Our SpaceFlight Heritage: Hail Columbia
Before the losses encountered during the final flights of Challenger and Columbia, there was STS-1. With this mission, the U.S. was once again able to send crews to orbit. Six years. Six long years and the U.S. was finally back in the business of sending people to orbit. On this date in space flight history, the nation that landed men on the Moon showed the world a new way of returning crews from orbit.
STS-1 was the first time that the U.S. had launched astronauts since the 1975 joint U.S.-Soviet Apollo-Soyuz Test Project mission and was a marked departure from the traditional capsule-based spacecraft that the U.S. and the Soviet Union had fielded up until that time. Looking very much like a plane, the Space Shuttle was a glider that launched like a rocket but landed more like an aircraft.
After launching from Kennedy Space Center’s Launch Complex 39A on April 12, 1981, veteran Gemini and Apollo astronaut (and Moonwalker) John Young, along with the mission’s pilot, Bob Crippen, carried out the first test flight of what would become the Space Shuttle era.
After carrying out an eventful launch, the duo spent two days on orbit; during which they discovered that several heat tiles had come free during ascent. There were concerns that a “zipper effect”, with the heat tiles peeling away one after the other, would occur.
Rather, Young steered Columbia, NASA’s first shuttle, into a perfect landing. John Young, known for his cool, controlled manner, exited the orbiter exultant. Clearly the mission had gone very well.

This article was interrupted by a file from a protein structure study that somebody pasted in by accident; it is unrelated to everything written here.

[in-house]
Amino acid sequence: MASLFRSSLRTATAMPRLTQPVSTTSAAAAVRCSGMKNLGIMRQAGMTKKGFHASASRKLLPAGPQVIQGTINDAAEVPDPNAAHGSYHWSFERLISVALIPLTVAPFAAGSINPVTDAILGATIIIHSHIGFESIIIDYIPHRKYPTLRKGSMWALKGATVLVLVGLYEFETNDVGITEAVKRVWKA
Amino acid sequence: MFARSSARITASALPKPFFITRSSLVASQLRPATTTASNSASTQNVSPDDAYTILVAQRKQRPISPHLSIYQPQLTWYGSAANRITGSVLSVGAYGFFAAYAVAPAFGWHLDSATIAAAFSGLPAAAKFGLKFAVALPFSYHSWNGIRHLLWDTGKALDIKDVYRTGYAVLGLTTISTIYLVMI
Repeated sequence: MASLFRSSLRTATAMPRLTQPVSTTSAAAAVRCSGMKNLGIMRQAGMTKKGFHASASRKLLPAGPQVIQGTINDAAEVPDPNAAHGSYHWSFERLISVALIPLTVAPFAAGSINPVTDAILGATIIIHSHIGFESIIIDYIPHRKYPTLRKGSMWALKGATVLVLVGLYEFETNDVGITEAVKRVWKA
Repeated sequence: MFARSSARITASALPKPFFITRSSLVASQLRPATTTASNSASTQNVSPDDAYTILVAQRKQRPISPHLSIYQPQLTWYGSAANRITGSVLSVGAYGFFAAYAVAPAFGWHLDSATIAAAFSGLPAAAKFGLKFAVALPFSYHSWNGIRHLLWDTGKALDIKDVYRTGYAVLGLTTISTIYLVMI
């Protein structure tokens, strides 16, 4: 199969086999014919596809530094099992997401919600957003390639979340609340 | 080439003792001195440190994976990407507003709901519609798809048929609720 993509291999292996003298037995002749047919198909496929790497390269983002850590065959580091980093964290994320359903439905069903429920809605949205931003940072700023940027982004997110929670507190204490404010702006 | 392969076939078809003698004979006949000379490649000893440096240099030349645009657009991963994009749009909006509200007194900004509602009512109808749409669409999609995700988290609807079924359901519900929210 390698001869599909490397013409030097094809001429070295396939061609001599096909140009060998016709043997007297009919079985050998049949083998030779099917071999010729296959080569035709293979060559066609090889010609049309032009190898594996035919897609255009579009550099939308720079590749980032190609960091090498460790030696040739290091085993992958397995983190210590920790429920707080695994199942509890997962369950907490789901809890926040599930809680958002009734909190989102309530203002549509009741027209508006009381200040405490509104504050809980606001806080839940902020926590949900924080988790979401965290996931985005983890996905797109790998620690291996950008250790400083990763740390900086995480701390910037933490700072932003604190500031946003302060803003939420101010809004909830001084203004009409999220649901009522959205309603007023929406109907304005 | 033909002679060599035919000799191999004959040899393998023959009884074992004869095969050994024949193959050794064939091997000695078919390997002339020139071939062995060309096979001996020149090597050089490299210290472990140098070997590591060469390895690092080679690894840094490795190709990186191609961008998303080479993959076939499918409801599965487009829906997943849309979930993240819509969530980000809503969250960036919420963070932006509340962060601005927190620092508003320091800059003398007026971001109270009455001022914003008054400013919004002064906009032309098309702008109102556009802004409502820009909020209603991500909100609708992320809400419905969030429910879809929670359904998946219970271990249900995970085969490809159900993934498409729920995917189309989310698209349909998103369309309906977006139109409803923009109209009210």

Since that time, the family of orbiters went on to achieve new accomplishments with every mission. They would deploy NASA’s great observatories, including Hubble and Chandra, and construct the International Space Station, the largest human-made object ever to be placed on orbit. They also allowed astronauts and cosmonauts from many nations to conduct joint missions on orbit. In short: It was an unqualified success and it was NASA’s ride of choice for thirty years.
The program also encountered two very public disasters. The good and the bad is interwoven into a legacy that cannot be written off as being all of one or all of the other.
All of that rich history—each satellite deployed, every astronaut who has flown, and all of the innovations—began with the first flight and landing of Columbia, when she completed STS-1 on April 14, 1981, at Edwards Air Force Base’s Runway 23 in California.
Video courtesy of NASA
Jason Rhian spent several years honing his skills with internships at NASA, the National Space Society and other organizations. He has provided content for outlets such as: Aviation Week & Space Technology, Space.com, The Mars Society and Universe Today.